"By the foregoing amendment, Northern agreed to increase your contract price by 1.0¢ per Mcf in consideration of your relinquishing your rights to process the gas for the removal of liquid hydrocarbons. Your amendment was not accompanied by a comparative statement of sales and revenues nor by a statement in support of the increased rate. Accordingly, such amendment was not considered to be a change in rate but only a contractual vehicle under which Sunray could at a future date file a notice of change in rate. As such, the amendment was accepted for filing by the Commission's letter dated May 16, 1960." (The date is apparently a typographical error.)


Upon receipt of the Commission letter-order, Northern ceased payment of the additional 1¢ per Mcf; Sunray applied for reconsideration of the Commission order and was denied; and the instant petition followed.2


In presenting to the Commission its claim to an absolute right to payment from Northern of 16½¢ per Mcf on and after March 12, 1960, Sunray asserted the finality of its original notice and the invalidity of the Commission's July 25 letter-order upon several separate jurisdictional grounds. Each was premised upon the consistent claim that Sunray's original Notice of Change in Rate Schedule was filed under the legal theory that the Commission had no rate jurisdiction over the amendment to Sunray's contract with Northern. The Commission's ruling that Sunray's original notice was entitled to acceptance and was entitled to Commission filing only as a contract change3 apparently did not require the Commission to reach, in these proceedings, the pivotal question of whether the contract amendment effected a jurisdictional sale. In any event, Sunray in these proceedings does not preserve or press a claim of a non-jurisdictional sale. Rather, petitioner now points out that the Commission was fully apprised of Sunray's claim that such sale was nonjurisdictional because of the specific negation of a rate change in the Notice of Change in Rate Schedule; that being so apprised the Commission could manifest its disagreement with the theory by rejecting the filing as not complying with the Commission's regulations (footnote 1, supra) or by waiving the deficiency and proceeding to examine the rate change pursuant to Sec. 4(e) of the Natural Gas Act. 52 Stat. 822, 15 U.S. C.A. § 717c(e). Since the Commission did neither the petitioner claims the 16½¢ price to be effective both through affirmative acceptance of the rate by the Commission in its April 11 letter and the jurisdictional limit of 30 days set upon the Commission in Sec. 4(d) of the Act. See Mississippi River Fuel Corporation v. Federal Power Comm., 3 Cir., 202 F. 2d 899. We deem petitioner's argument to be basically faulty.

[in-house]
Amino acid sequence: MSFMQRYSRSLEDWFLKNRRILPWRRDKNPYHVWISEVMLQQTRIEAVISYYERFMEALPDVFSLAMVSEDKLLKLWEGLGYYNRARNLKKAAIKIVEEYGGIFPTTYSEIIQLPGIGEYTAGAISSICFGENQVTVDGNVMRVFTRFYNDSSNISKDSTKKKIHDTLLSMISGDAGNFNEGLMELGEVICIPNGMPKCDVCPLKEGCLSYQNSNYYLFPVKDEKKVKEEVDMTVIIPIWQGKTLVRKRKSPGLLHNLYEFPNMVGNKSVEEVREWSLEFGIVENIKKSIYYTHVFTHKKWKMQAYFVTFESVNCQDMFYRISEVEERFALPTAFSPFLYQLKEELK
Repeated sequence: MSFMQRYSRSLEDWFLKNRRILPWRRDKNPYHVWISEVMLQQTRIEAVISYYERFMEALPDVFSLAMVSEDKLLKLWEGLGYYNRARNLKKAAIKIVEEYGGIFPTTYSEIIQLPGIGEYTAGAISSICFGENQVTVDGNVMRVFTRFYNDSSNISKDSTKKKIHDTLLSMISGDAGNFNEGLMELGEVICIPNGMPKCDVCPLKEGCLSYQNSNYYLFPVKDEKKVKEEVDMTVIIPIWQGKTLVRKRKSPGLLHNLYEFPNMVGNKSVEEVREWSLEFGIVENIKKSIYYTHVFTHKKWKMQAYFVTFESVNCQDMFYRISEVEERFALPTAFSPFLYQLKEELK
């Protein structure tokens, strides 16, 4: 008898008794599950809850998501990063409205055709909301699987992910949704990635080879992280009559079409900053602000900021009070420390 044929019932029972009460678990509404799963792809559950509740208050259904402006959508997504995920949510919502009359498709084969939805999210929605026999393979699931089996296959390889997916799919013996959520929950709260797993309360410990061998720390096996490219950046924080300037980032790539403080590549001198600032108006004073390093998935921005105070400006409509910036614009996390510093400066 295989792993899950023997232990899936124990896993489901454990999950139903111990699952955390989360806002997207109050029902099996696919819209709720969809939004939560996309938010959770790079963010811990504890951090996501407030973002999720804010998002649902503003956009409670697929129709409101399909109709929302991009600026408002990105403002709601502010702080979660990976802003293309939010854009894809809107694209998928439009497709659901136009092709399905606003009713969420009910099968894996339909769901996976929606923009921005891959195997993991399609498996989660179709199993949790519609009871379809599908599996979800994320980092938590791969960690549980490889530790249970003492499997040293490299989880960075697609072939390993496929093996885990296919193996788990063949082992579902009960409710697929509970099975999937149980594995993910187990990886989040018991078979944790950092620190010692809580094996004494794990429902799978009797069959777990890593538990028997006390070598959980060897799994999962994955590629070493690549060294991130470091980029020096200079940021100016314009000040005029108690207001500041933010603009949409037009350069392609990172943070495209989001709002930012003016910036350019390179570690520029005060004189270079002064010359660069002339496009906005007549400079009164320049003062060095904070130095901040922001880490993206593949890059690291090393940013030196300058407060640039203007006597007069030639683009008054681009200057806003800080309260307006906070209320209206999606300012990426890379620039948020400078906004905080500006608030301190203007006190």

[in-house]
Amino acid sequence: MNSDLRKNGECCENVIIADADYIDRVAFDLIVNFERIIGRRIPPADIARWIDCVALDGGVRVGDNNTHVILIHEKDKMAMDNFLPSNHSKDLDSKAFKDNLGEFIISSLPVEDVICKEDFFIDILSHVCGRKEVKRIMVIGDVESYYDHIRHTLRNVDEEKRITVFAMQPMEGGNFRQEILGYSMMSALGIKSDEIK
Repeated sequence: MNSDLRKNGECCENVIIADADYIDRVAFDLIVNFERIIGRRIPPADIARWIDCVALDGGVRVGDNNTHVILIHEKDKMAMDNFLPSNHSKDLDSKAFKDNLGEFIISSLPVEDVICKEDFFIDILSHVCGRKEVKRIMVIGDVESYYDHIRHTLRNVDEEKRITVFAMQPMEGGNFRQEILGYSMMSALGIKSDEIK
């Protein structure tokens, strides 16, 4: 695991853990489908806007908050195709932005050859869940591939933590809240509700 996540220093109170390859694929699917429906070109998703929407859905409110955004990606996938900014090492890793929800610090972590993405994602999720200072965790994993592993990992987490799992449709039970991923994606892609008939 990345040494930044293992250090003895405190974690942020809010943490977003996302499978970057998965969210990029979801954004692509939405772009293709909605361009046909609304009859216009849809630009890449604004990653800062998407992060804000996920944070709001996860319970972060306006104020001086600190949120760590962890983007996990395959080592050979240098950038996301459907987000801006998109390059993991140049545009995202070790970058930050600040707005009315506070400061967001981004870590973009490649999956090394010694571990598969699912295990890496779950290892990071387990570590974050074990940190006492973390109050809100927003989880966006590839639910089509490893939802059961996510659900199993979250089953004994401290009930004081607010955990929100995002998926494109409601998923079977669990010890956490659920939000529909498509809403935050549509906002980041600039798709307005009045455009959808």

Sec. 4(d) of the Natural Gas Act requires natural gas companies to file with the Commission all contract changes regardless of whether such changes affect the rate level or whether they do not. The basic contract together with amendments is the rate schedule which at all times must be available for Commission use and public inspection. The compulsion of Sec. 4(d) and the potential of its dual purpose are recognized and clearly set out in the Commission's regulation 154.94, supra. Paragraph (e) (1) sets forth the information required for all contract changes and (e) (2) of the additional information required when such changes are intended as notice of a proposed change in rate level. And we know of no burden placed upon the Commission to explore, at its peril and that of the public interest, the facets of a notice of contract amendment to determine the subjective legal theory that may influence the extent of notice given. Here, Sunray was required to give notice of the contract amendment regardless of whether a change in rate level was involved. The company negatived in the notice that new rate charges were then being sought and the Commission was justified in accepting the filing of the contract amendment for what it purported to be — a change of contract not affecting the rates for natural gas sold. The use of a form letter to acknowledge the acceptance of Sunray's filing, which form we understand is also used for the acceptance of a change in rate level with applicable data added, may have led Sunray and Northern into a mistaken interpretation of the Commission's intended action and may suggest procedural improvement for the future. But the now disputed letter-order of July 25 is not inconsistent with the earlier acceptance of Sunray's filing and cannot be used as a jurisdictional bar to the Commission's right to review and determine the question of rates. The Commission was correct in holding that neither by its affirmative action nor by its non-action was it bound to accept a new rate, the existence of which was expressly denied by the filing company.